Pittsburgh Pirates: Jason Delay’s Path Could be Similar to Jacob Stallings

MIAMI, FLORIDA - JULY 11: Jason Delay #61 of the Pittsburgh Pirates singles during the ninth inning against the Miami Marlins at loanDepot park on July 11, 2022 in Miami, Florida. (Photo by Michael Reaves/Getty Images)
MIAMI, FLORIDA - JULY 11: Jason Delay #61 of the Pittsburgh Pirates singles during the ninth inning against the Miami Marlins at loanDepot park on July 11, 2022 in Miami, Florida. (Photo by Michael Reaves/Getty Images) /
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Due to his age and defensive ability, Pittsburgh Pirates catcher Jason Delay could find himself on a similar track to Jacob Stallings

It wasn’t that long ago that Jacob Stallings was nothing more than the up-and-down third catcher. He was even designated for assignment once and, luckily for the Pittsburgh Pirates, passed through waivers. He eventually would become one of baseball’s most valuable catchers in 2021 before being traded for a decent package of players.

Years after Stallings made his debut, the Pirates would select another older minor league catcher to serve as the third-string option on the 40-man roster. That’s backstop Jason Delay, who could take a similar career path as Stallings.

Delay was a fourth-round pick by the Pittsburgh Pirates  in 2017. He was an under-slot selection, signing for just $100,000 at the 118th overall pick. Delay mainly served as a platoon catcher through his first few seasons, seeing no more than 67 games in any of his first three professional seasons. He wasn’t much of a hitter either, with his OPS maxing out at .684. That was passable for a catcher, but just barely.

During the 2021 season Delay again served as a second backstop to Double-A Altoona and Triple-A Indianapolis, appearing in just 30 games and hitting .170/.204/.277. Things haven’t gotten much better at the plate for Delay this year, as he has registered just a 59 wRC+ at Indy. However, because of a season-ending injury to Roberto Pérez, Delay has made his MLB debut.

Granted, while Stallings wasn’t much of a hitter in the minors, he was significantly better than Delay. Stallings had a .705 OPS as a minor leaguer, while Delay has a .625 OPS as a minor league hitter. But one thing that the two do have in common is their defense.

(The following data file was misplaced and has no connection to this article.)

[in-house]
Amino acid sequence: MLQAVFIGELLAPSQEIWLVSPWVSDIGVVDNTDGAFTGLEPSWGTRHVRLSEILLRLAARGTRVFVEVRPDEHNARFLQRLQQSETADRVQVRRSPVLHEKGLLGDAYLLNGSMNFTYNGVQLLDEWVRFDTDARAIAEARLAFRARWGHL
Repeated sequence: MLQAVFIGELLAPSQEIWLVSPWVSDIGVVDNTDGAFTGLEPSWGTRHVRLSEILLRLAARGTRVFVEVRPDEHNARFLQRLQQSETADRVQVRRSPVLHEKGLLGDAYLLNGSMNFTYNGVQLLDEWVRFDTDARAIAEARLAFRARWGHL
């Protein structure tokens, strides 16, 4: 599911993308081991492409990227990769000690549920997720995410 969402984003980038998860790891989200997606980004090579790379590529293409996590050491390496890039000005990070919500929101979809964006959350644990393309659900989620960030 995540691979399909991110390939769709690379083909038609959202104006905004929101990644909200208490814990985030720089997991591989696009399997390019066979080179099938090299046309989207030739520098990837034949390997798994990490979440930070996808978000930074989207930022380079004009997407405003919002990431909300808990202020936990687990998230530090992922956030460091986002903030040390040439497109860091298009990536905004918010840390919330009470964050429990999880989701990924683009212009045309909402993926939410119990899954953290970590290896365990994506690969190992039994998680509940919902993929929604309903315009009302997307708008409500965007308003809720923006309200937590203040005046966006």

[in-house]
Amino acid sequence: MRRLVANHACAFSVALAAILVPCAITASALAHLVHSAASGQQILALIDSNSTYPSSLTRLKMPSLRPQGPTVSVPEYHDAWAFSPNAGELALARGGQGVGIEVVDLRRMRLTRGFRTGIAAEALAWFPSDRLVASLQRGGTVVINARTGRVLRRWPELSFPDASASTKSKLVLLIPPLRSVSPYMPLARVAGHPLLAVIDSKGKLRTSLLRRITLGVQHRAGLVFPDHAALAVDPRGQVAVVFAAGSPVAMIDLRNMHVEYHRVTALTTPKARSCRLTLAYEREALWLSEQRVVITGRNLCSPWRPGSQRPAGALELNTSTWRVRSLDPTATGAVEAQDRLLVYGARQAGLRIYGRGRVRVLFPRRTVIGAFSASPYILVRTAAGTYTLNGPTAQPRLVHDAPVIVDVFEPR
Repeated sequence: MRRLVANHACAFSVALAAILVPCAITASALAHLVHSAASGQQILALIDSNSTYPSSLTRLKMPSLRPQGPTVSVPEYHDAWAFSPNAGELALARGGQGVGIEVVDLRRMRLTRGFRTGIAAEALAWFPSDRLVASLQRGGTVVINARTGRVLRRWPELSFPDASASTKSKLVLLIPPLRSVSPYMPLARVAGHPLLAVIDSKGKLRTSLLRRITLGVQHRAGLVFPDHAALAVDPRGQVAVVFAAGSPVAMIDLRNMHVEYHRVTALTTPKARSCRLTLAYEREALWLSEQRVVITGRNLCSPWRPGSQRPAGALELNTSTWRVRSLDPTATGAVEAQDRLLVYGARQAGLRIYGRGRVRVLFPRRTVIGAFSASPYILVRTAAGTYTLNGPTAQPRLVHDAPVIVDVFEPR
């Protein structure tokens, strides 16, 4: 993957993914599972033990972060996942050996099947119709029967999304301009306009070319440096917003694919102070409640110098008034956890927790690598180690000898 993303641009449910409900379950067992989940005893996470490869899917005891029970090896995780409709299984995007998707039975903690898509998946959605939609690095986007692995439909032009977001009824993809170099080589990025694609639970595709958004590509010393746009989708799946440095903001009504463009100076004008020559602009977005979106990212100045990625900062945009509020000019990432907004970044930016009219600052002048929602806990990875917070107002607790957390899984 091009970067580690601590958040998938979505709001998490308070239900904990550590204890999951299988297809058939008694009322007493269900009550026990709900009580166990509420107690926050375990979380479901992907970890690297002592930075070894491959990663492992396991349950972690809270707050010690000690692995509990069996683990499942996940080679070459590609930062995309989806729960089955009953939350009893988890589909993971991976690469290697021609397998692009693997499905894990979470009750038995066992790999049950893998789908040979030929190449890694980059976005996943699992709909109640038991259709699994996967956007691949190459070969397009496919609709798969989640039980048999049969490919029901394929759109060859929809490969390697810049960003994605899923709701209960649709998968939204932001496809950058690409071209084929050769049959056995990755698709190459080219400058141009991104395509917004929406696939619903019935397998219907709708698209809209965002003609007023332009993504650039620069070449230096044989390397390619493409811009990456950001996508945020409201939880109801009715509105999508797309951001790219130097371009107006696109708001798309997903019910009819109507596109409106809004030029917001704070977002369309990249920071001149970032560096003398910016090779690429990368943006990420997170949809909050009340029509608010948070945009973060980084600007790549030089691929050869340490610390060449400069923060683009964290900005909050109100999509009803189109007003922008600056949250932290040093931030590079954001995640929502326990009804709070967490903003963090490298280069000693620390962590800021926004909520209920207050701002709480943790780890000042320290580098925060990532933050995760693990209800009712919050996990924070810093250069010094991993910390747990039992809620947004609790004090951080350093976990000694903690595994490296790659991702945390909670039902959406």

It’s a small sample size of only 38 innings, so take it with a grain of salt, but Delay is already considered a positive contributor behind the plate in the major leagues. He has +0.2 framing runs and was considered a good defensive catcher coming out of Vanderbilt. He also has an above-average 31% caught stealing rate throughout his minor league career. While it’s only one instance, Delay showed off his arm accuracy and strength by catching Tommy Pham stealing with what is probably one of the most perfect throws you’re ever going to see from a catcher.

Now I know that asking Delay to become the next Jacob Stallings is asking for a lot. Stallings was a top-of-the-line defender with the Pirates and provided more than playable offense to boot. Delay might never provide both the offense and defense Stallings did, but if he can give the Pirates elite defense and a .620-.650 OPS, that’s all a lot of teams ask from their catchers.

Plus, look at it like this. Delay has already worked with many of the young pitchers coming up through the system or are already in the majors. He’s caught for Mike Burrows, Roansy Contreras, Yerry De Los Santos, Miguel Yajure, and Max Kranick, to name a few. Delay might not be a top prospect like Henry Davis or Endy Rodriguez, but he’s a guy the Pittsburgh Pirates should keep on the roster for now and see what he has. At the very least, you’re getting better defensive value than Michael Perez and possibly even Tyler Heineman. Even if he isn’t that much greater of a hitter than either of them, you get the added benefit that he’s worked with a handful of young guys who could be key pieces of the pitching staff long term.

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It’s possible the Pirates find their next Stallings in Delay. Delay might never be a reliable hitter, but he’ll provide the Pirates with strong defense, even in a secondary catcher role. At the very least, he’s an Austin Hedges type who has a career 58 OPS+ but is top three among catchers in Defensive Runs Saved and framing runs since his debut despite primarily serving as a back-up.

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